>USB onboard and--interestingly enough--support for AMD K6 CPUs. There is a
>rather unique DIP switch that doubles the already configured clock
>multiplier for AMD CPUs.
>
>It's a curious mix--an AMI BIOS copyrighted in 1995, 2x DIMM sockets, USB,
>ACPI support (or at least an option to enable and disable it) and a Windows
>98 COA on the side of the case.
>
>William
>

 
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Ben Myers
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      09-22-2007, 05:41 AM
Info for the motherboard in your system may well be somewhere on this web page:

http://support.gateway.com/support/s...dt_mot001.html

.... Ben

On Sat, 22 Sep 2007 04:12:31 GMT, "William R. Walsh"
<(E-Mail Removed) m> wrote:

>Hi!
>
>> Are you sure about the 512MB?

>
>I can now say that I'm sure. I managed to scare up only one 256MB DIMM at
>first, but then I finally found another and the system recognized all 512MB
>of it. I tried two 512MB DIMMs, but my luck didn't hold as they only showed
>up at half their rated capacity. I guess I hoped for too much... :-)
>
>The chipset is from Intel...not sure which one, but the machine does have
>USB onboard and--interestingly enough--support for AMD K6 CPUs. There is a
>rather unique DIP switch that doubles the already configured clock
>multiplier for AMD CPUs.
>
>It's a curious mix--an AMI BIOS copyrighted in 1995, 2x DIMM sockets, USB,
>ACPI support (or at least an option to enable and disable it) and a Windows
>98 COA on the side of the case.
>
>William
>

 
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William R. Walsh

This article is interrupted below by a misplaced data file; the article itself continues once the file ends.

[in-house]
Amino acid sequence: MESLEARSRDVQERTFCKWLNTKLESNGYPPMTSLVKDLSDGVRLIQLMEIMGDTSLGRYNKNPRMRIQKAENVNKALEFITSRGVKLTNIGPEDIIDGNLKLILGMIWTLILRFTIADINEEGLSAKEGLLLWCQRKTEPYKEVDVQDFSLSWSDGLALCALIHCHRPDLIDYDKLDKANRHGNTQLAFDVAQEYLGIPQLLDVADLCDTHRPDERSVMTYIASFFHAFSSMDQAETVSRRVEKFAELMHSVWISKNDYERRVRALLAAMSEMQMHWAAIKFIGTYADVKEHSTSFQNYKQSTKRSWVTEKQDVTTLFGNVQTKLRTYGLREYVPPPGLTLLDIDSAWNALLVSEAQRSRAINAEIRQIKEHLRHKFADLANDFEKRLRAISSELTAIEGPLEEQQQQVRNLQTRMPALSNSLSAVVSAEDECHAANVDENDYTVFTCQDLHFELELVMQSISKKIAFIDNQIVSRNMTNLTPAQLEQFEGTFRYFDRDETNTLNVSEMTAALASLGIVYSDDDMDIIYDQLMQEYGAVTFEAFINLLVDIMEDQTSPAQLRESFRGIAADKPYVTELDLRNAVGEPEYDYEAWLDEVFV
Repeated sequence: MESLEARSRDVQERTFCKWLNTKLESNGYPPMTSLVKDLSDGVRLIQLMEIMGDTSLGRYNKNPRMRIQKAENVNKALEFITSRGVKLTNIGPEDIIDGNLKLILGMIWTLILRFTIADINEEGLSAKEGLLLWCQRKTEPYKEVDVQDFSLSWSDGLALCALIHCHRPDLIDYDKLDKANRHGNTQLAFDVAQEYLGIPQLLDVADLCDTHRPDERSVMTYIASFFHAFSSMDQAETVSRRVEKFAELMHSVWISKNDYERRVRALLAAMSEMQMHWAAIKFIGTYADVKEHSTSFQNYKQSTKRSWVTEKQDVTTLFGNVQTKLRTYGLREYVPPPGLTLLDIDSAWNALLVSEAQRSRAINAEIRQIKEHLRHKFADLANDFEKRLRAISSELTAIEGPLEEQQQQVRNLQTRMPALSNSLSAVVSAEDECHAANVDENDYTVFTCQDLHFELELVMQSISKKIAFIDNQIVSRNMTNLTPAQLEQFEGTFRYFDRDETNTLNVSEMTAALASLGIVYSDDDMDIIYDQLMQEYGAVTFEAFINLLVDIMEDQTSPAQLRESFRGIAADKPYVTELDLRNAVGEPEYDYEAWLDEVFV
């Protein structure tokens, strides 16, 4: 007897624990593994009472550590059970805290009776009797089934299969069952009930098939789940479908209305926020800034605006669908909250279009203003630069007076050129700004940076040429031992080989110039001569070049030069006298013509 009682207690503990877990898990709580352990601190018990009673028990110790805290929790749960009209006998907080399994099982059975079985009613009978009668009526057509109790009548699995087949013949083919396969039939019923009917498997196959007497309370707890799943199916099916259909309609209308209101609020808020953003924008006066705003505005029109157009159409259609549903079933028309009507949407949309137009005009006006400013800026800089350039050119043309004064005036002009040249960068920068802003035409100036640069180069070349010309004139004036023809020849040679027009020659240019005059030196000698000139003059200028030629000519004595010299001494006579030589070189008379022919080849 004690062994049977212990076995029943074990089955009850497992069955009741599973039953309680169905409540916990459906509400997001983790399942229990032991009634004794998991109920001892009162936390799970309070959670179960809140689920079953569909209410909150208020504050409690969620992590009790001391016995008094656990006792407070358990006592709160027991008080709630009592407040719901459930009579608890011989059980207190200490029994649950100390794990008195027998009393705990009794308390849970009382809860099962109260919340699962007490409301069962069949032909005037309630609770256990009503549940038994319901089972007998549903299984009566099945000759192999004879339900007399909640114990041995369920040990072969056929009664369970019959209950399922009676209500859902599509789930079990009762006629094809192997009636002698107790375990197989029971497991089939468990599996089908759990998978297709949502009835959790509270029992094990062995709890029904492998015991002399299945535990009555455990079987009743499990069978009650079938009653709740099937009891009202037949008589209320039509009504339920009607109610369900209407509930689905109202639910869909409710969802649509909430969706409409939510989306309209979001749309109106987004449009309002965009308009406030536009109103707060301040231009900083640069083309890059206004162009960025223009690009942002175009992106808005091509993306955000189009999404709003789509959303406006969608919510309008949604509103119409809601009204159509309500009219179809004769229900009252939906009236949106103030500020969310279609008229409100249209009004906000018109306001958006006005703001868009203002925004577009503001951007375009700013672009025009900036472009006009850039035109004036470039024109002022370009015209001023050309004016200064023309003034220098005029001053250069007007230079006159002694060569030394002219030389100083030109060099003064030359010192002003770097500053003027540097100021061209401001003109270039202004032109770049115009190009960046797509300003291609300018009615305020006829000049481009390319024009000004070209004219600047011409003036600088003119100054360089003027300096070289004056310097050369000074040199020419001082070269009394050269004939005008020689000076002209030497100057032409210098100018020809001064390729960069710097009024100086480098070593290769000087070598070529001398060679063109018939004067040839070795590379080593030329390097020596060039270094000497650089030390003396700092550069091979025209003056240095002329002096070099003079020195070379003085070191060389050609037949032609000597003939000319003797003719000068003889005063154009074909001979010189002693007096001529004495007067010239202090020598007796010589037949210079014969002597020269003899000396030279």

Guest
Posts: n/a
 
      09-24-2007, 03:29 AM
Hi!

> That's your basic transitional platypus system. Caught in the transition
> from 72-pin SIMMs to 168-pin DIMMs, designed in the timeframe
> when Pentium II systems were being built and when USB was slowly
> becoming a reality.


Absolutely agreed. It's an interesting beast, and one I haven't seen too
many of at that. Many of the ones I have seen were built around generally
available motherboards. Many implemented the USB, but they also had SIMM
slots and required a breakout riser to make use of the USB support.

> Probably Anigma, whoever they are/were. Gateway occasionally
> used motherboards designed by Anigma, but nobody could ever
> figure out where the company was located.


The MAC address on the built in Ethernet points to Gateway, at least when
they were headquartered in Sioux City, SD. Prior to flashing the BIOS with
the latest available release, the machine started up with the "old" Gateway
2000 "G" logo and the "You've got a friend in the business" tag line.
Afterward it booted with an ALR logo. (!!!) Makes me wonder which BIOS was
really newer...the one I applied definitely had a higher version number and
later date.

Anyway...it's an interesting box and a nice form factor. I think I'll hang
onto it and try putting together an SP4 slipstream disc (the files are here
some place, along with an ISO image I put together) and see how that goes.

William